Scanning Data Matrix

As a 2D barcode, Data Matrix must be scanned by a scanner capable of scanning in 2 directions; this means an imager-based scanner (as opposed to a laser or linear technology scanner).  Scanning Data Matrix barcodes therefore requires specialized equipment such as camera modules, industrial cameras or mobile devices equipped with barcode scanning apps. The scanning process involves capturing the image, decoding the encoded data, and transmitting it to a computer or database for further processing. The orientation of the barcode to the camera is not important.

The key to fast scanning is in the speed and thoroughness of the finder algorithm in analyzing the whole image to find the code’s finder patterns. The scanner then analyses each clock/ timer pattern and decodes the encrypted data. Images can be obtained from any camera source (ideal for OEMs building hardware solutions). However, due to the number of different types of cameras and their different specifications and optics, the image quality of Data Matrix codes sent to decode libraries tends to vary considerably. 

Professional barcode scanning software takes camera and image quality variation into account in its design. A number of techniques are used to ensure that image issues, including distortion, blur, contrast, glare, resolution and label damage, are overcome.

Scan performance is mainly measured on two key variables:

  1. Scan Success Rate
  2. Scan Speed

Scan Success Rate is the number of scans divided by the number of barcodes. Critical to this is the finder part of the process. Barcode Scanner libraries that are made for industrial or enterprise applications, such as Viziotix, use proprietary techniques (Viziotix Smart-Findr) to find Data Matrix codes, and all barcodes in images, and then overcome the various print and image quality issues to decode them. The efficiency of various libraries is especially evident when there are many barcodes in the image field (a mix of 1D and 2D codes or simply many Data Matrix codes). Some libraries search for barcodes mainly in the center of the image and miss any near the edges. The Viziotix Smart-Findr algorithm is a powerful tool for processing these images given its focus on ensuring that every barcode is found, wherever they are in the image. When all of the barcodes have been found, then the Maxi-Scan algorithm is used to decode all the codes in a single scan.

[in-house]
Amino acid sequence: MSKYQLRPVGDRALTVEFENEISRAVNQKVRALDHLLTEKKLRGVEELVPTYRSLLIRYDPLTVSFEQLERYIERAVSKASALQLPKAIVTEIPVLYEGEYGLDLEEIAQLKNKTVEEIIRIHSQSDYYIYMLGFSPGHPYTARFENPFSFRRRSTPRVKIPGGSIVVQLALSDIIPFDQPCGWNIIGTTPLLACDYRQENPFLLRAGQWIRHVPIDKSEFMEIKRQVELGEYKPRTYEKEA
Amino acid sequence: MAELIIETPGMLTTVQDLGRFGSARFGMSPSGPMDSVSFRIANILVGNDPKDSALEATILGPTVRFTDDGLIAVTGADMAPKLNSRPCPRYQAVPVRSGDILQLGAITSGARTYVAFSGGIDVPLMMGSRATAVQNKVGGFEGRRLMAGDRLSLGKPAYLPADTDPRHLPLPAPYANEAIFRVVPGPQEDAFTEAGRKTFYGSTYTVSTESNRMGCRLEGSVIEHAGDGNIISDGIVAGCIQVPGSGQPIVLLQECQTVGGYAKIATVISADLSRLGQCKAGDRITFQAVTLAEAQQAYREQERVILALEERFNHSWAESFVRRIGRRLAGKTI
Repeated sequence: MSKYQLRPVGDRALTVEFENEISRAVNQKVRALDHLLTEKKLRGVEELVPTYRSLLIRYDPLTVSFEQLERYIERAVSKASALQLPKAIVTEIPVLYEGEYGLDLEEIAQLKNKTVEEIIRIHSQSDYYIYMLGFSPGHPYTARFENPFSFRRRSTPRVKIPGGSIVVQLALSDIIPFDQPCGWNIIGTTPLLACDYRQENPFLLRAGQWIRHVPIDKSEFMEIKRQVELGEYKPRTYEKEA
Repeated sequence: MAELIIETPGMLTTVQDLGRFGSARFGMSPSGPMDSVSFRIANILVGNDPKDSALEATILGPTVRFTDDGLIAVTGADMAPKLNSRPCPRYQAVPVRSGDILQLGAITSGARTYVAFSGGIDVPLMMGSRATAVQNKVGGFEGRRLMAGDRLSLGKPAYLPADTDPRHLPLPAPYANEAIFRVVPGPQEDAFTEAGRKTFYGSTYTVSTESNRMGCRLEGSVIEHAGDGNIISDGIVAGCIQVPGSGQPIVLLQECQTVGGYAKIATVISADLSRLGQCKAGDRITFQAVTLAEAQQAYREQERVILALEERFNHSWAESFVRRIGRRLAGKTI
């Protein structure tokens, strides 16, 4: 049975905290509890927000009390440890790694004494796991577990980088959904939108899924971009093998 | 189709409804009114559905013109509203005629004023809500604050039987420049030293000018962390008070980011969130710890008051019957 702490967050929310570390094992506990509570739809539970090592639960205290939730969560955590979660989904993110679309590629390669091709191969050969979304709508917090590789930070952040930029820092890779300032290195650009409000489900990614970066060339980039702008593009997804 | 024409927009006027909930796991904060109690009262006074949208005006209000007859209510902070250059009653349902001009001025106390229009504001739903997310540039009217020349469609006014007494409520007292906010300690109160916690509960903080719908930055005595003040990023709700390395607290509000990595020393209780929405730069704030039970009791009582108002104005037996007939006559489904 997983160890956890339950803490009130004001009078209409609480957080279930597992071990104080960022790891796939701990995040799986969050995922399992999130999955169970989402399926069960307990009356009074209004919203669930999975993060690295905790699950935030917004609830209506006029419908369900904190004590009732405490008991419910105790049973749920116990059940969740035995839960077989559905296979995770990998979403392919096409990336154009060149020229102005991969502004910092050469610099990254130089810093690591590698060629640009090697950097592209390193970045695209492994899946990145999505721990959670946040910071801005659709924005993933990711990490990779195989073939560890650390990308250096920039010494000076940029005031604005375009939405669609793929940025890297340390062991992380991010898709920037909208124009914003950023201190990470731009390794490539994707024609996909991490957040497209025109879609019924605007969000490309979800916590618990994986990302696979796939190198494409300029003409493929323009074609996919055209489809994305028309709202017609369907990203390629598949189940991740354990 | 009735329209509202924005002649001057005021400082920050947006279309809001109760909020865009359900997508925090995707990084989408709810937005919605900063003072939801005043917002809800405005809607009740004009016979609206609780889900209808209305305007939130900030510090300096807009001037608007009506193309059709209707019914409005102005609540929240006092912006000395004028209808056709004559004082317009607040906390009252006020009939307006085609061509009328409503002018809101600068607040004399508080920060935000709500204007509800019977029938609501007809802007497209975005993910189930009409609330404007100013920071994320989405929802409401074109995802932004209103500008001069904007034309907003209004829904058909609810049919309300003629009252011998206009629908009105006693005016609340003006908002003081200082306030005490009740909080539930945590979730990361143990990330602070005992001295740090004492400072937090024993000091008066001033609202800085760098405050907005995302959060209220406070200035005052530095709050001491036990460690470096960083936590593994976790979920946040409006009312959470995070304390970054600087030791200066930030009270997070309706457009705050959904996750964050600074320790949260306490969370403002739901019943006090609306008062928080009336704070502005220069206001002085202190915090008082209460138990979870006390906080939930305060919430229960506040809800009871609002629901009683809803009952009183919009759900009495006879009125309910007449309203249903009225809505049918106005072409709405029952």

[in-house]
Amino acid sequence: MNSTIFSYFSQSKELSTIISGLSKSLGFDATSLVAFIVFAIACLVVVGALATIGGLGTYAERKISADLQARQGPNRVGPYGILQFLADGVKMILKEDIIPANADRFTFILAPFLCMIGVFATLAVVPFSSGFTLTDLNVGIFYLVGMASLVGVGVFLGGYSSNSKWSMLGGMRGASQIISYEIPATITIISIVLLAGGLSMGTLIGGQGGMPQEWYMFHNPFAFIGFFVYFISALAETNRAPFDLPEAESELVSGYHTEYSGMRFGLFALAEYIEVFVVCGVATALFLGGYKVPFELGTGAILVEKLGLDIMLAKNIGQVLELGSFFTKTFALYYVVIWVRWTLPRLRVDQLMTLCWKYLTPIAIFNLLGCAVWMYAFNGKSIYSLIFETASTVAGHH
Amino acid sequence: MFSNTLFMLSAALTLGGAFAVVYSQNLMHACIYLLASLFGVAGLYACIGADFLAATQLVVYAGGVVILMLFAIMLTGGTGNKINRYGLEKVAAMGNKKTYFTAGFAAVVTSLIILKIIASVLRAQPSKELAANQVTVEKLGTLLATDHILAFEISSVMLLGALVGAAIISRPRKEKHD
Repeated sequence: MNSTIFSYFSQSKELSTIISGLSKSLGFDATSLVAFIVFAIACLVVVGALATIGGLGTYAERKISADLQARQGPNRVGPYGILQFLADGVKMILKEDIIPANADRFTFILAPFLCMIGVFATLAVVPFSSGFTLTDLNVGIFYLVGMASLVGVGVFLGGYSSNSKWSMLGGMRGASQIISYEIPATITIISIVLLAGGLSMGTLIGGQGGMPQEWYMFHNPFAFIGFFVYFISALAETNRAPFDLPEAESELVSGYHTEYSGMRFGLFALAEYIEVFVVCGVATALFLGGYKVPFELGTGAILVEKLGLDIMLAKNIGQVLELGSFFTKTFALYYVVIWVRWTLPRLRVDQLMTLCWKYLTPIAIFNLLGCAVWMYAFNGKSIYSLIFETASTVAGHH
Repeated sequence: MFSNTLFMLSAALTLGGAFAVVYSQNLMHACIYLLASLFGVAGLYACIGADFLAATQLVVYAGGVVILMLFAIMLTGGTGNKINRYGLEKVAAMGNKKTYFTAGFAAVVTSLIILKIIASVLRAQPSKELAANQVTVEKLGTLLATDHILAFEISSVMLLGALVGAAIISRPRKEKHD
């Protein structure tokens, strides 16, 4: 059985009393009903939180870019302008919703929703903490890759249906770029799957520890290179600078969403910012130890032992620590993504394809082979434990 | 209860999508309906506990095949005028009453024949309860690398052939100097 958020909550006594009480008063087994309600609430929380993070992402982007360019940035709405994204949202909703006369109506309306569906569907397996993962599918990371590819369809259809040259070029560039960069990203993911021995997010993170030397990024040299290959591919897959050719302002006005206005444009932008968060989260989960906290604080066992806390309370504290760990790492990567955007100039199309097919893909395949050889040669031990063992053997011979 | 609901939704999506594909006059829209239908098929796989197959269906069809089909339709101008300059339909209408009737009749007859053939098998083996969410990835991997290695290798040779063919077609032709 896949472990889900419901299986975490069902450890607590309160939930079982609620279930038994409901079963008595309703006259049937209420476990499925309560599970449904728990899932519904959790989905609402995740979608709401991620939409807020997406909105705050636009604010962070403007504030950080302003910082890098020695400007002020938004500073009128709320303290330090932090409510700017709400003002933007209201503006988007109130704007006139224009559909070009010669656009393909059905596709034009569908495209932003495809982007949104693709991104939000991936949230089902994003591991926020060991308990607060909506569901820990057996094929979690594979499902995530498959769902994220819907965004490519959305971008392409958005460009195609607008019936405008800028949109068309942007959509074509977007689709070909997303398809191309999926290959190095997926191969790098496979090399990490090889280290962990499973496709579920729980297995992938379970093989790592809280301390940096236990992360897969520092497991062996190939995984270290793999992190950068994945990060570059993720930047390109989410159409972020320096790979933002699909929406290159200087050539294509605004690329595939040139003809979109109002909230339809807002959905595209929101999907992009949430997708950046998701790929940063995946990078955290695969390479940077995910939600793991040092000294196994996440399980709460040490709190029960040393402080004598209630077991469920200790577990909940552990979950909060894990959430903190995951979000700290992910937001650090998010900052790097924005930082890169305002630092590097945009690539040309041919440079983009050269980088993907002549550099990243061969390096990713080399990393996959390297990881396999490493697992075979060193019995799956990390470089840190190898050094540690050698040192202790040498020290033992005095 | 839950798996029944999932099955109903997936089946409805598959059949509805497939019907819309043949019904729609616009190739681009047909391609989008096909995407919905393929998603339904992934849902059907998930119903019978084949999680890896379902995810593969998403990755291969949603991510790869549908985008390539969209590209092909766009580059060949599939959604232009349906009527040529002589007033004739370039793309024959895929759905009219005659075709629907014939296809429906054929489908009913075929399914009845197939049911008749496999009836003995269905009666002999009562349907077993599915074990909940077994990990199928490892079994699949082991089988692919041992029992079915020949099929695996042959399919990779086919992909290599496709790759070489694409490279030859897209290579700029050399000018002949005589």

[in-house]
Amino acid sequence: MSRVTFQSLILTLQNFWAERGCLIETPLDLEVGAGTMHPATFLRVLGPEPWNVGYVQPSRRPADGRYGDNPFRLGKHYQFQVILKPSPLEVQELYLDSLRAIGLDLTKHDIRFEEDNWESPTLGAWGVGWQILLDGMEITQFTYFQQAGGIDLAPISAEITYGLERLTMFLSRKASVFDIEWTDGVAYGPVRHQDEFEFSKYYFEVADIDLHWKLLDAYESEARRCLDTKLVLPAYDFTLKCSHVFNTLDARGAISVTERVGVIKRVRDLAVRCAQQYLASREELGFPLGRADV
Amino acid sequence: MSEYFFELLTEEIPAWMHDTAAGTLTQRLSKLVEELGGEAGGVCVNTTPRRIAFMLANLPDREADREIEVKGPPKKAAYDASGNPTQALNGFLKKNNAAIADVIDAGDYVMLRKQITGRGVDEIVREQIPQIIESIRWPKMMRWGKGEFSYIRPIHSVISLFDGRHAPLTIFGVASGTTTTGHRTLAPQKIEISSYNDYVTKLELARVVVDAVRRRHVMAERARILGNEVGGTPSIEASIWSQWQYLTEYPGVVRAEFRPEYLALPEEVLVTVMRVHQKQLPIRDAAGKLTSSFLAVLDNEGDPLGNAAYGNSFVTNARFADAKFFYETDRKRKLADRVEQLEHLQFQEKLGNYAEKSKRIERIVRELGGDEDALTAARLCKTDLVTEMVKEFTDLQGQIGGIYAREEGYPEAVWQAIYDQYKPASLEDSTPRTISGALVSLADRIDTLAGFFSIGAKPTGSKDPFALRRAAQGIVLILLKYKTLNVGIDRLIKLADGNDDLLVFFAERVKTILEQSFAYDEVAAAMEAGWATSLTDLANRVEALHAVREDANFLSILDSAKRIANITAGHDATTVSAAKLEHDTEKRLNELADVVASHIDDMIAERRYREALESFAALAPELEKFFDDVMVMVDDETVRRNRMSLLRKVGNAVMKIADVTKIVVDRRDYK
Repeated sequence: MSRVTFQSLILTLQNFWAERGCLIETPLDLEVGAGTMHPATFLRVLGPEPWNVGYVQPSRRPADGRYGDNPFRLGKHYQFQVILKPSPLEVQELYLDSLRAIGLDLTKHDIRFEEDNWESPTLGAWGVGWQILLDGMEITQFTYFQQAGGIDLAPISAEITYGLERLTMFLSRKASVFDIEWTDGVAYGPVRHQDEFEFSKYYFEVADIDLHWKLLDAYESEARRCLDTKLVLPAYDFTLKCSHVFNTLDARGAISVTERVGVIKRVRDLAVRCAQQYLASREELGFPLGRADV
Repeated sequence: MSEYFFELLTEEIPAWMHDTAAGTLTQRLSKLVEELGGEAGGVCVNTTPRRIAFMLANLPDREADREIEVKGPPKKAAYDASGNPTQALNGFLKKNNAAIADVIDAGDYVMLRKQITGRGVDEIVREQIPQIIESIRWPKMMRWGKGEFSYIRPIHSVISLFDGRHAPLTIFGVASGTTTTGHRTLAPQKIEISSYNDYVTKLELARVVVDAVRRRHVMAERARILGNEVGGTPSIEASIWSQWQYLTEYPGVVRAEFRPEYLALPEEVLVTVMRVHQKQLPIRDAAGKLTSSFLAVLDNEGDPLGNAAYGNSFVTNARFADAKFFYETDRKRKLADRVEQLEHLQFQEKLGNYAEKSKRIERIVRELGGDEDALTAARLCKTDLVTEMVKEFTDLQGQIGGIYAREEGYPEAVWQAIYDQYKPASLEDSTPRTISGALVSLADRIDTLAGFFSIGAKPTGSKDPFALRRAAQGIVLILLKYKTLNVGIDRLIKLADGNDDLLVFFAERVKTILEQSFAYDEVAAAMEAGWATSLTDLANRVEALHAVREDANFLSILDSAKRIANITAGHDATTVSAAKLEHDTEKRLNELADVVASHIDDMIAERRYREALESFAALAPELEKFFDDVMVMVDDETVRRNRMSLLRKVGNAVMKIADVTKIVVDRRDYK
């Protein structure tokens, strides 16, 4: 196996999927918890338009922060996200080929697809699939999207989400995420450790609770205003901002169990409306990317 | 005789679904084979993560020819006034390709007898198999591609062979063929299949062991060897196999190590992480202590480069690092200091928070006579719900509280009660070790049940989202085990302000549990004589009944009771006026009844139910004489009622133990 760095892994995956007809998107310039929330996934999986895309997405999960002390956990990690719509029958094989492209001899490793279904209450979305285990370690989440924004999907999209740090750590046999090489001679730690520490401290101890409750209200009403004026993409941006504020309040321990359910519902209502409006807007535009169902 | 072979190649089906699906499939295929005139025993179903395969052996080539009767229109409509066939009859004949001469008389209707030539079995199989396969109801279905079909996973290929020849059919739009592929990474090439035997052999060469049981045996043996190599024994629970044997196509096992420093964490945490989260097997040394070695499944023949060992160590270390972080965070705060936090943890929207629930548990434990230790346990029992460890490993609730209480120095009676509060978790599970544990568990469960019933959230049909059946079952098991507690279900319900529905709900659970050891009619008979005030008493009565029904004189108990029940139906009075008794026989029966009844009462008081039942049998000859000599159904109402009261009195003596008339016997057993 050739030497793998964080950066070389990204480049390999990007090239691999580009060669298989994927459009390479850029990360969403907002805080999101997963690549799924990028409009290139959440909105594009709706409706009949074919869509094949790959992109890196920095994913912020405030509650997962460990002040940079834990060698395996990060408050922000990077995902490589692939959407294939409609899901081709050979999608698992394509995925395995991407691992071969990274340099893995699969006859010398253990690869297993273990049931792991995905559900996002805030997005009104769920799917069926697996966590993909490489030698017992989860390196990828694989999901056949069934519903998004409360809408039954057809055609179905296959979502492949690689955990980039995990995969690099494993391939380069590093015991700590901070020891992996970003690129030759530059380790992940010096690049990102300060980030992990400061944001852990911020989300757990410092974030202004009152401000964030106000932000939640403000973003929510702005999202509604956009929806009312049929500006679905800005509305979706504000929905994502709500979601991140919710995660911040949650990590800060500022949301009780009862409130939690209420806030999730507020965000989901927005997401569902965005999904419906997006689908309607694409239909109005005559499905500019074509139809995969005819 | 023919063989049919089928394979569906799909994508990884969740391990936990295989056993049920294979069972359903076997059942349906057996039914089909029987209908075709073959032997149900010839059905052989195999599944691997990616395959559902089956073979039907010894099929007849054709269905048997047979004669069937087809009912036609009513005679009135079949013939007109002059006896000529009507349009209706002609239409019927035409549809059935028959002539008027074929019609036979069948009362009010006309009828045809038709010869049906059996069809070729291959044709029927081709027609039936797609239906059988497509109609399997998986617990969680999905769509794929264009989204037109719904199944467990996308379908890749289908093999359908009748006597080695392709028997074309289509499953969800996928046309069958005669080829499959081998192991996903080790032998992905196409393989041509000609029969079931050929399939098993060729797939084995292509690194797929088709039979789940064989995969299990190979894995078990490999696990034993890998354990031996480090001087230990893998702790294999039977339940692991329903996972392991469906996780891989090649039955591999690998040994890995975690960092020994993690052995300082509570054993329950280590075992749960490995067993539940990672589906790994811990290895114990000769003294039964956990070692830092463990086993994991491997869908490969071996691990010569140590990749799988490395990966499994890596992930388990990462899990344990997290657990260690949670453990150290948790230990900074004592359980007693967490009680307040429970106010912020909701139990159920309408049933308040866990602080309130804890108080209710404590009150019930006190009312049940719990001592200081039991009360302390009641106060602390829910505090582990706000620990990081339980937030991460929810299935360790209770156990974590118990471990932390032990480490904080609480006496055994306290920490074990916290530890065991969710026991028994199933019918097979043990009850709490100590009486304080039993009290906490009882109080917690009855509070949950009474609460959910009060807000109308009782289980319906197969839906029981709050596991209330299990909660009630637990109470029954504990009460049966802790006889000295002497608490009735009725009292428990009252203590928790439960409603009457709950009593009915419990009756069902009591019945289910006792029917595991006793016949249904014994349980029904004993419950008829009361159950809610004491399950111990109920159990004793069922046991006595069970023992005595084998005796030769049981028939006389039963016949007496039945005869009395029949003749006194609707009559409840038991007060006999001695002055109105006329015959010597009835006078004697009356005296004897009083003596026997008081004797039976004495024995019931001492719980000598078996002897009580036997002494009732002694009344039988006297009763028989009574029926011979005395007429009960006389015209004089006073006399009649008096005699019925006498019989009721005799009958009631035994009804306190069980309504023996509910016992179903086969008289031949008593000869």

Medical items packs in a box on a palett. The box is open and many Data Matrix codes are visible. These are highlighted in green to show they have been scanned by the Viziotix barcode scanner SDK.
Scanning multiple Data Matrix Codes

The scan speed is the total process time from starting the scan to the output of the data.  In large images (5MP and above) the finder process can be the longest part of this time given the amount of image data. In industrial applications using 10 megapixel to 40 megapixel resolution cameras, the image processing time can turn into whole seconds per image. In an application such as automated inventory counting, with a  robot scanning 40,000 codes a day, then a scan speed of over a second may be too long to build a viable solution. The Viziotix library is designed to be very efficient at scanning large image files to ensure that the scan time is measured in milliseconds and with the highest scan success rate.